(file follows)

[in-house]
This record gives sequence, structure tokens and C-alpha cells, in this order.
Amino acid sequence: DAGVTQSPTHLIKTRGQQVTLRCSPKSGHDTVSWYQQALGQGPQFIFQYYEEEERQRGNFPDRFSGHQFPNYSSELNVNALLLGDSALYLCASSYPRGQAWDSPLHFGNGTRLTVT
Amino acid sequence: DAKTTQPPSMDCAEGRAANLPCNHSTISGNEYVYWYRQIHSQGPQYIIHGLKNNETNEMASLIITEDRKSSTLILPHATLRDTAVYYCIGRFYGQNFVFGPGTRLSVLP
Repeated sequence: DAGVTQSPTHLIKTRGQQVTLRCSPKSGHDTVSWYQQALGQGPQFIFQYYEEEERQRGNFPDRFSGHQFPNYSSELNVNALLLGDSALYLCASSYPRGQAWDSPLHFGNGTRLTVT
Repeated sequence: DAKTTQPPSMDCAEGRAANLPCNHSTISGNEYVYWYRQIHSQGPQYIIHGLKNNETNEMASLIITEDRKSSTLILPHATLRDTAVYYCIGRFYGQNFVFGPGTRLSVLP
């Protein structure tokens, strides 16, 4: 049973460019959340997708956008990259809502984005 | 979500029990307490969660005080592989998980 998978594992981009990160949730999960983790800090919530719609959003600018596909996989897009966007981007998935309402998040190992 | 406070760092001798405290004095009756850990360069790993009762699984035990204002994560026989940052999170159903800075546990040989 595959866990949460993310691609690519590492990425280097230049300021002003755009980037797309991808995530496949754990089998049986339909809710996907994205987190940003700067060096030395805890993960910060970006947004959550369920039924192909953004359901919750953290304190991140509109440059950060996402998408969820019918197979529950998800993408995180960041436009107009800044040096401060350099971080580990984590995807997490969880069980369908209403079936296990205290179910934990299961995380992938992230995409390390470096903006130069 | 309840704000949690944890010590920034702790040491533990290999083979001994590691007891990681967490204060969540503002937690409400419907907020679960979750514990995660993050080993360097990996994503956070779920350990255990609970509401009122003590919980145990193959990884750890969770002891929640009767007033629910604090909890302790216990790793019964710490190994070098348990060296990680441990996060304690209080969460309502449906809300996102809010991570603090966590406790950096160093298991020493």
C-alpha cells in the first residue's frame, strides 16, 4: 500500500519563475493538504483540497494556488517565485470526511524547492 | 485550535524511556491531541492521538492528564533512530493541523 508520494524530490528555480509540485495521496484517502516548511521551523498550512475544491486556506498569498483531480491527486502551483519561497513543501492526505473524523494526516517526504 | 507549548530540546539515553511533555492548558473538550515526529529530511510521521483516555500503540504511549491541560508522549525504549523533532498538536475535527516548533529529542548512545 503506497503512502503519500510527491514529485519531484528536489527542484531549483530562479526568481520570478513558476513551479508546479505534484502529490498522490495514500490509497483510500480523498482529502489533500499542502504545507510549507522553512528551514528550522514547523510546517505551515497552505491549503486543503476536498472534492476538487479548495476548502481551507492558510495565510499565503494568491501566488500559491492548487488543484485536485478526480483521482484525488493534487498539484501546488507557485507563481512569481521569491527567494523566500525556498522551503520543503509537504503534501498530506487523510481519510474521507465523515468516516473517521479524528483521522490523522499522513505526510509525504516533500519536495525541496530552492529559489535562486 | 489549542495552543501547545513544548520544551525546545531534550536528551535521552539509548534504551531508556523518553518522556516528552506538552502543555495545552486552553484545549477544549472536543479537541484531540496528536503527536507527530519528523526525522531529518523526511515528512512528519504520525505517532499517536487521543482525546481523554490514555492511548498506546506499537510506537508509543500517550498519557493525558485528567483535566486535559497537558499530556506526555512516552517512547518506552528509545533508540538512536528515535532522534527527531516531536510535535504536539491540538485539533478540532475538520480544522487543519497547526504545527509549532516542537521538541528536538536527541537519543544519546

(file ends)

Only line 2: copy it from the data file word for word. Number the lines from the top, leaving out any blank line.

This record gives sequence, structure tokens and C-alpha cells, in this order.